Why I plant my garlic earlier than recommended

(Photo by Michael Tutton)

Into the ground goes the stinking rose. That’s garlic. As a matter of fact, by the time you read this, my garlic cloves will have been in the ground for a while – since the beginning of the month – already sending roots out into the soft earth.

Planting garlic this early is sacrilege in most garlic circles. But it may make sense. Garlic needs a period of cool weather, with temperatures in the 40s, to develop heads. Without that cool period, a planted clove merely grows larger, without multiplying – which is why it’s planted in fall. Spring-planted garlic might still get sufficiently chilled, or needs to be artificially chilled, but yields are generally are lower than fall-planted garlic.

Lower yields could also be because the cloves, planted in spring, must put energy into growing both leaves and roots. Roots grow whenever soil temperatures are above 40 degrees Fahrenheit, so fall-planted cloves start growing roots immediately – and for quite a while, because, with the ground cooling more slowly than the air, balmy weather lingers long in the soil in fall, especially when it’s covered with an insulating layer of wood chips, compost, straw or other organic mulch.

My reasoning for late-summer planting rather than fall planting is that the sooner the bulbs are in the ground, the more time roots have to grow before temperatures drop consistently below 40 degrees. More root growth now means more roots to fuel leaf growth in spring, which in turn means bigger heads to harvest next summer. More root growth also means that cloves are more firmly anchored into the ground through winter, so are less likely to heave up and out of the ground as it freezes and thaws.

The caution against planting as early as I suggest is that leaves might awaken and push up through the ground in fall, only to be snuffed out by winter cold. True. But garlic is a monocotyledonous plant, so its growing point, like that of other “monocots” (such as lilies, onions, grasses, orchids and bananas), lies beneath the ground, protected from cold. The usual recommendation for garlic planting is to plant early enough to allow time for some root growth, but late enough so that leaves don’t appear aboveground.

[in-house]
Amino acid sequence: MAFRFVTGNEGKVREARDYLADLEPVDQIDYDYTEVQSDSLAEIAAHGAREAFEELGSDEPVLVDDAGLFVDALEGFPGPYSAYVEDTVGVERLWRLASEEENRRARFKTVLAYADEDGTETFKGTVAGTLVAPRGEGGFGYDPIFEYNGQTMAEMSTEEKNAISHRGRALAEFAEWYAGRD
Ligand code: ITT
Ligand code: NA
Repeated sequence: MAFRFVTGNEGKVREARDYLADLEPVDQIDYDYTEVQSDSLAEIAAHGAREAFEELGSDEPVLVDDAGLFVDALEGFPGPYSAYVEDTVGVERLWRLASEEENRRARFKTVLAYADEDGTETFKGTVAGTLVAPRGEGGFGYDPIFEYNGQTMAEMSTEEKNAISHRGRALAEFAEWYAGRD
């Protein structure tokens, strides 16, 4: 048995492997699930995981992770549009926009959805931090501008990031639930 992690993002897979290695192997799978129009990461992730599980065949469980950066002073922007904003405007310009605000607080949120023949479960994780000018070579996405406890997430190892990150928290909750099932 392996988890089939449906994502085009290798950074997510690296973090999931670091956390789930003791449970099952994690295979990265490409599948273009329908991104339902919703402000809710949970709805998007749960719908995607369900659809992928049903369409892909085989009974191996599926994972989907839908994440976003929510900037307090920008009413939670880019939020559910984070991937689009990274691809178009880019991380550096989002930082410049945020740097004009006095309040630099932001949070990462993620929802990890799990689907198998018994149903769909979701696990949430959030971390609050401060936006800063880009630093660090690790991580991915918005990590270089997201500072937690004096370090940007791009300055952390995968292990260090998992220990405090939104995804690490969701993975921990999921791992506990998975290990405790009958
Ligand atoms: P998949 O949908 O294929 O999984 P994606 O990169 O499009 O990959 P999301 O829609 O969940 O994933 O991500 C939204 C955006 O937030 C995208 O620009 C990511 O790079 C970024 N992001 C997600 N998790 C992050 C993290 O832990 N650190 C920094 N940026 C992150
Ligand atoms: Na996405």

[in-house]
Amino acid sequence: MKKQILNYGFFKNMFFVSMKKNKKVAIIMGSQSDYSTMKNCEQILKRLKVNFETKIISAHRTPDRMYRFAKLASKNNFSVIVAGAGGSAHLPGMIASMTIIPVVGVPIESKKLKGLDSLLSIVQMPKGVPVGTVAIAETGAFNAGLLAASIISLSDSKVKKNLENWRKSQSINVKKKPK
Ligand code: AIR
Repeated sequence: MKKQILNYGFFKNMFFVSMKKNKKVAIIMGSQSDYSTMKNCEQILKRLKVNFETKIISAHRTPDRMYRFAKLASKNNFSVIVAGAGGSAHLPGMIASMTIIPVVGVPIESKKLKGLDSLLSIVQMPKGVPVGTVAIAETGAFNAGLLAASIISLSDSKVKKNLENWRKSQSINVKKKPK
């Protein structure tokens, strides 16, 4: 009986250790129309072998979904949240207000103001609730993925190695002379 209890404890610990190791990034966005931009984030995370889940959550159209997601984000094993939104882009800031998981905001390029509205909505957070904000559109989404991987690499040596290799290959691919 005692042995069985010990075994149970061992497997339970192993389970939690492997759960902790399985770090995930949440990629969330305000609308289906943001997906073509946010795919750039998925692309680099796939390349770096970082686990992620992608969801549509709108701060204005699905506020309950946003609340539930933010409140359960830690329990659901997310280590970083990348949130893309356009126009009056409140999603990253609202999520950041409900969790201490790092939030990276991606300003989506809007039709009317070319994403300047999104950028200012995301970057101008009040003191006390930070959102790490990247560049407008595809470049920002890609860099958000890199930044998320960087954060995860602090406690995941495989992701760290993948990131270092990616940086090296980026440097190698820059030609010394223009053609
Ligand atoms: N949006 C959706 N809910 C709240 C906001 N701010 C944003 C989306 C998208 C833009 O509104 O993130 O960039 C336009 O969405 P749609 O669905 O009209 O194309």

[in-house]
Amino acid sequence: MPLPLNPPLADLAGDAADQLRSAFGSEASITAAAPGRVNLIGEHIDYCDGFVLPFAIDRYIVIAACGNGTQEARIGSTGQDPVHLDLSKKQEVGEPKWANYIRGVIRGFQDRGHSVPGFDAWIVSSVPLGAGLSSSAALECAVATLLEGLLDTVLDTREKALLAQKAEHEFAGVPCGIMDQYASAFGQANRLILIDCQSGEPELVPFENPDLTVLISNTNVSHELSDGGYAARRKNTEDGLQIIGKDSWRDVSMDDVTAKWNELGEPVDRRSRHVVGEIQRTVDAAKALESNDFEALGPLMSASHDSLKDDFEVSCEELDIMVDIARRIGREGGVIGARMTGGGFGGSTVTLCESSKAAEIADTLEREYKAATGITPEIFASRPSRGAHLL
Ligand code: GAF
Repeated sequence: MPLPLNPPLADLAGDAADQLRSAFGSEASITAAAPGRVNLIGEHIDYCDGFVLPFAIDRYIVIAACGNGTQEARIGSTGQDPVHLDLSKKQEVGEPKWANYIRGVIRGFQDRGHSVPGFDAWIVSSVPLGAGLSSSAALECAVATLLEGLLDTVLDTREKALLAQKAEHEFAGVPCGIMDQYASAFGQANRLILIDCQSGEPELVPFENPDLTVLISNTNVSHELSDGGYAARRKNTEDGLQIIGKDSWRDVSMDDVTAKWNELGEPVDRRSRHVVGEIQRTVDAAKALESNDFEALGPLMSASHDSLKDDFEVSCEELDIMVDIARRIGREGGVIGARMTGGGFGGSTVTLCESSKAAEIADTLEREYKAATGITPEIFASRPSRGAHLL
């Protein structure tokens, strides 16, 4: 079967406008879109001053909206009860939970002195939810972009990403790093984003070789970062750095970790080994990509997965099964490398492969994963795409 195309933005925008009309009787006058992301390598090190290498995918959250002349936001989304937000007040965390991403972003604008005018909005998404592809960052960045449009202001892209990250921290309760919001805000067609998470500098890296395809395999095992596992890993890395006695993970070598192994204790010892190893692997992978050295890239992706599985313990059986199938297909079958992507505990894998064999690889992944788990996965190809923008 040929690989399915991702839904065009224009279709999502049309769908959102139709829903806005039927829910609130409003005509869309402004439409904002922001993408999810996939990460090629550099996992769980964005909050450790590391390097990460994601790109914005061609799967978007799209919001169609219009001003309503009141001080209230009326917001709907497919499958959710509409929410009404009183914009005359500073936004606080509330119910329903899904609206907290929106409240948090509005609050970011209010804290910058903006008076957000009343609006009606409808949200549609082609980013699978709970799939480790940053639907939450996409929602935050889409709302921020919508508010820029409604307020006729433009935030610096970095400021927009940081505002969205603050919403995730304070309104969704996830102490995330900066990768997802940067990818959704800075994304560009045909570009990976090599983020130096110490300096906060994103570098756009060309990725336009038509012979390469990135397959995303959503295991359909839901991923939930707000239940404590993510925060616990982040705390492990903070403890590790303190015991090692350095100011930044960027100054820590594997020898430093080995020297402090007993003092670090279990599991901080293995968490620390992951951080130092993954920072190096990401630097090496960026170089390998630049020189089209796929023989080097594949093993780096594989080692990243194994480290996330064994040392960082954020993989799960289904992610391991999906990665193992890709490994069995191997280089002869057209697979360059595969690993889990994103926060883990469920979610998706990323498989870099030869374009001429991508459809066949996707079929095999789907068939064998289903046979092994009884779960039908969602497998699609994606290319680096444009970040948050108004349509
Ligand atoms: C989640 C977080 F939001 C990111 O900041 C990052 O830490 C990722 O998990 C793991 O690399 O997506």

Leaves peering aboveground in fall might even help spur root growth – at least once they start exporting energy. (Their initial growth is fueled by energy reserves in the planted clove.) Even if winter cold kills the leaves, they will have done some good if they begin growth soon enough. The sloppy mess of frozen leaves could, admittedly, breed unwelcome bacteria or fungi.

Biological systems are complex, and plants don’t read what I write and may not follow my reasoning. Just to check, I planted only half of my garlic bed; I’ll plant the other half in a month: the recommended planting time. Next summer I’ll know if my garlic cloves followed my reasoning.

Garlic is for the future; sweet corn is for the present. Whoever it was (and there were plenty of those “whoevers”) who recommended against growing sweet corn in a small garden because it wasn’t worth the space did a disservice to gardeners. My garden isn’t all that big, yet we’ve been harvesting all the sweet corn that we can eat and freeze since early August, and will continue to do so for much of this month.

My vegetable garden is in 18-foot-long, three-foot-wide beds, and I planted four beds at two-week intervals from early May until the third week in June. I sowed the seeds in hills (clumps) to end up with three to four plants every two feet in a double row running down each bed. Planting in hills provides better pollination and resistance to wind than planting rows of single, more closely spaced plants.

Each stalk yields one or two ears, so a conservative 1.5 ears per stalk and three plants per hill computes to yields of 81 ears of corn from each of four beds. That’s a lot of sweet corn! And not just any sweet corn, but Golden Bantam sweet corn: the standard of excellence in sweet corn a hundred years ago. You can’t buy ears of this variety these days. It’s the only one that I grow.

Pumping out all those delectable ears requires good growing conditions, to wit: very fertile, well-drained soil; water as needed; and little competition from weeds. I slathered the beds with an inch or more of compost in spring, and all summer the plants’ thirst has been daily and automatically quenched with drip irrigation.
I didn’t even have to devote those beds to only sweet corn for the whole season. Earliest plantings were preceded and are followed by quickly maturing vegetables such as lettuce, spinach and radishes. Turnips, winter radishes and bush beans are other possibilities to follow harvest of those first sowings of sweet corn. A row of carrots and beets was sown up the middle of the second planting shortly after the corn emerged, and is doing fine now that the corn has been harvested and those plants cleared away. I’m still trying to figure out what to plant to follow the third planting, which is just finishing up.

I also grow popcorn, but that’s another also-delectable story.

Any gardening questions? E-mail Lee at [email protected] and he’ll try answering them directly or in his Almanac Weekly column. To read Lee’s previous “Gardener’s Notebook” columns, visit our Almanac Weekly website at HudsonValleyAlmanacWeekly.com. You can also visit Lee’s garden at https://www.leereich.blogspot.com.



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